Eat something in the morning as starting your day puts pressure on your body.
Breakfast helps regulate your sleep patterns and trains your brain to wake up and eat.
Avoid too much processed food, lots of sugar, and too much saturated fats.
If you have food allergies or intolerances, or need help in general with planning healthy foods, consider consulting a dietician for advice.
If you have any concerns about your health, visit your GP.
Hydrate - Drink
The brain is approximately 78% water and a 1 – 3% decrease in hydration can impact focus, memory and attention, as well as mood leaving you feeling tired, tense and anxious or feeling down.
Tips for hydration for your brain:
If you notice you are thirsty or have dry lips you are likely already more than 3% dehydrated. Observe your thirst levels during the day and aim to sip water regularly.
Invest in a water bottle and keep it topped up and on hand.
Eight glasses of water a day doesn’t take into account your age, height, weight, and the water from food you eat. Monitor how you are feeling, e.g., you are feeling sluggish, flat, or struggling to concentrate, and how much water you need.
Eat more hydrating foods.
Monitor caffeine intake – this includes soft drinks. Caffeine can make you feel more awake but too much can leave you feeling less alert without it, and too much caffeine has been linked to anxiety and tension.
You can talk to a dietician about your hydration intake as well as your food intake or consult your GP for more health advice.
Oxygenate - Exercise
Your mind and body are interconnected, and this means your physical state will impact your mental and emotional state. Exercise releases a cocktail of chemicals that boosts mood and raises energy, reduce brain activity associated with worry and depression, and gets your nervous system going. Exercise has even been found to improve neuroplasticity.
Tips to oxygenate your brain:
Try exercise and movement in nature, like hiking, for the added benefits of connecting to a ‘green space’ and opportunities for mindfulness. “Green exercise” leads to shifts in mood and outlook.
Build exercise into your lifestyle. Exercise energises the body and brain and causes us to breathe more deeply, oxygenating cells. Regular exercise has tangible health benefits for the brain.
Find a type of movement you enjoy e.g., gardening if walking doesn’t work for you. Doing exercise you enjoy has a more positive impact on your brain.
It might take some time to find the right type of movement for you – be patient with yourself and don’t give up.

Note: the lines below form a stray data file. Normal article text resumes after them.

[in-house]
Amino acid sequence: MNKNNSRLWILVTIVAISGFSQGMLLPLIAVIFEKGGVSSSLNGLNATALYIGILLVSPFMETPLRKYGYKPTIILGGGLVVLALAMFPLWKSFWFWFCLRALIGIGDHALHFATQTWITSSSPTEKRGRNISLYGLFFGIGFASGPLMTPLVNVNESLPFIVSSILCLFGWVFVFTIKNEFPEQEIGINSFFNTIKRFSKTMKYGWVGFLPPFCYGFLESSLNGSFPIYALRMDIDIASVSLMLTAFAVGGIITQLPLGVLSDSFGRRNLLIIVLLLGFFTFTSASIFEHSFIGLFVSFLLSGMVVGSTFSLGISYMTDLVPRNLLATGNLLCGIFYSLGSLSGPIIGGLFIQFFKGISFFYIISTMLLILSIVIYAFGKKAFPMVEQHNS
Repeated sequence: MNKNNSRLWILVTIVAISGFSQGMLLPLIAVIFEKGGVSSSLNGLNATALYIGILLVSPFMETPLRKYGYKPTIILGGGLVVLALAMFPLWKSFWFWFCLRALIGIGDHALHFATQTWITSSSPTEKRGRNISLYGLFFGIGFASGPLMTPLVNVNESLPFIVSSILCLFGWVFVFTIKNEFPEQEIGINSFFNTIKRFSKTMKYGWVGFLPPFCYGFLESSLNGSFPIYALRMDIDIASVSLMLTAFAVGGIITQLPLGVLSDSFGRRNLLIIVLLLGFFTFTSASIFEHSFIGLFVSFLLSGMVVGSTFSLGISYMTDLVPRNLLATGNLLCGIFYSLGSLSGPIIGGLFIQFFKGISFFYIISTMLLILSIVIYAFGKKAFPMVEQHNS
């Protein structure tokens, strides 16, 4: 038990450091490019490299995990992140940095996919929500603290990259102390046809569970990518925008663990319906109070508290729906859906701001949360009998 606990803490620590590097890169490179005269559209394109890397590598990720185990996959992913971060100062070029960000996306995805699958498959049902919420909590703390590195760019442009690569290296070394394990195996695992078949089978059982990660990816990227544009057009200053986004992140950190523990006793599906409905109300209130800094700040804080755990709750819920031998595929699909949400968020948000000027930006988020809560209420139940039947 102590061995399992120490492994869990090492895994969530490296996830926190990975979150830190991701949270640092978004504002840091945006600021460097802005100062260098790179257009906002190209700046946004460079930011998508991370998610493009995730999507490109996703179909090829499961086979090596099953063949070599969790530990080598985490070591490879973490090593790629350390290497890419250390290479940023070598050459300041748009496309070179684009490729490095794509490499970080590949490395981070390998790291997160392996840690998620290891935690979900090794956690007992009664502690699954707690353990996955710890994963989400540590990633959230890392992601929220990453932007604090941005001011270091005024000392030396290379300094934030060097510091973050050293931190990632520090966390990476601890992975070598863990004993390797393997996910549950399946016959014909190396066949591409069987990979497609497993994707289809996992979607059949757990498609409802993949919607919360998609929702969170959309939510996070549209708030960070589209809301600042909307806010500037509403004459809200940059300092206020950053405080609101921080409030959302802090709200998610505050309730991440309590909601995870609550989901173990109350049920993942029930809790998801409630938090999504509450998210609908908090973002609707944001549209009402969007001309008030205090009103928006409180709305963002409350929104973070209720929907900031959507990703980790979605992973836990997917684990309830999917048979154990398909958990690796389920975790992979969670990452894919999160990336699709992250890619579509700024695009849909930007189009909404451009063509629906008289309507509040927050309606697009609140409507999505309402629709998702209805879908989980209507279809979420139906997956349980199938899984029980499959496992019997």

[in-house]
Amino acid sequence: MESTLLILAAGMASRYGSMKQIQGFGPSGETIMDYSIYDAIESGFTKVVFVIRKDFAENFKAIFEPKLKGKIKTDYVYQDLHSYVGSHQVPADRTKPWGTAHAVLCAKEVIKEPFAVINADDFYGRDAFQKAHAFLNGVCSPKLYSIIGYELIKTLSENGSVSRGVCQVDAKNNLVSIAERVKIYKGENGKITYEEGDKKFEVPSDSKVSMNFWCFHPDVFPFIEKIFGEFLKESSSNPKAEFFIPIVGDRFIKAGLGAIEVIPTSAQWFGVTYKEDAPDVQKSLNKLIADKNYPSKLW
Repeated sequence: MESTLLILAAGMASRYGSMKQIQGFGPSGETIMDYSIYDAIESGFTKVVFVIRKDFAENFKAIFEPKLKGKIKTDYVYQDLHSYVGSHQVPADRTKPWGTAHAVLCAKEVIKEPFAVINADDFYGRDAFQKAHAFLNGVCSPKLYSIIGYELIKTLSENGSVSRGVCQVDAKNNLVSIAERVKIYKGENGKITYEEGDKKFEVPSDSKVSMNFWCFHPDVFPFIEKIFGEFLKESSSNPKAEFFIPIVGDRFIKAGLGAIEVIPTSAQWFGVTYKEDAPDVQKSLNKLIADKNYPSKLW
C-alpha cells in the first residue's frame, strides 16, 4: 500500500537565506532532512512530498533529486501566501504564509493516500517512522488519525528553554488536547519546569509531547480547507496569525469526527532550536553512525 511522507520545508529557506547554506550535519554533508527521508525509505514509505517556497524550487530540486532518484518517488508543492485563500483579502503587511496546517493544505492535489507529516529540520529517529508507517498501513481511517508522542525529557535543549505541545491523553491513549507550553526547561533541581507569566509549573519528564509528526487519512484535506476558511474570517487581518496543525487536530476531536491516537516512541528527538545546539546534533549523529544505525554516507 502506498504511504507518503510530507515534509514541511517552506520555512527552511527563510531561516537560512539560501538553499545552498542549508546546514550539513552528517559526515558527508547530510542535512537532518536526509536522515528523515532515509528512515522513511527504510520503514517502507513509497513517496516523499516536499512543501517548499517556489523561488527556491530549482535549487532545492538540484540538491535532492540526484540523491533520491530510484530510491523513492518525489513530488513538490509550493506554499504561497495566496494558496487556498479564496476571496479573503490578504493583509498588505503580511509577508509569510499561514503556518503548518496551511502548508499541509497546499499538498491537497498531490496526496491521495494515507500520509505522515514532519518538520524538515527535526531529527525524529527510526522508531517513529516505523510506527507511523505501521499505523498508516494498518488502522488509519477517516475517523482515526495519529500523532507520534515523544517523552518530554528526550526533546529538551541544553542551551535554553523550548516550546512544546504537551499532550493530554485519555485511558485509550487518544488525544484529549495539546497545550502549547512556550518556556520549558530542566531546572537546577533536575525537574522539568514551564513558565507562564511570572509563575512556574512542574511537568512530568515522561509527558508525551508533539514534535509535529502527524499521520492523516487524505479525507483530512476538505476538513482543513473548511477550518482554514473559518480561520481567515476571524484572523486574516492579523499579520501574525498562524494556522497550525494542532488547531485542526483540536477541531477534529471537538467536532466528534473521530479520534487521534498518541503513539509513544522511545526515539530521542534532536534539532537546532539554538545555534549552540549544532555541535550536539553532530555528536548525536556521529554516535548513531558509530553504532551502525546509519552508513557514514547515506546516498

Schedule regular exercise aiming for 30 minutes 3 times a week.
Put your exercise in your diary as an ‘appointment’.
Avoid exercising in polluted areas – the quality of air makes a difference.
Visit your GP before you start a new exercise routine.
The physical environment we are in plays a big part in our mood, perspective, and stress levels, and it is important to consider the practical realities of where you spend the most time.
Tips to create a great environment for your brain:
Consider the sensory experience of your home and workspace e.g., lighting, sound, and even smell. Do you like an essential oil that is uplifting or calming?
Consider your furniture and seating.
Have a clear out and declutter.
Try a workspace makeover – file papers, clear your computer desktop, choose some art that is soothing or inspiring.
Decorate with a photo of a special place that brings a positive memory to mind. Recalling a positive memory can bring those positive emotions to the brain and body.
Delete apps on your phone that are distracting.
Declutter the home screen on your computer.
Occupational Therapists provide some great advice to help with setting up workspaces. Here’s a link with some great tips, and for more support book a consultation with an Occupational Therapist in your area. https://nhws.us/2020/09/11/setting-up-your-home-office-occupational-therapy-can-help/
The Connection between Mind and Body
Building a connection between mind and body supports all aspects of self-care. When your body feels good that is your signal that you are looking after it. When your body doesn’t feel good that’s a signal that it needs some extra care and support. But how do you know how your body feels?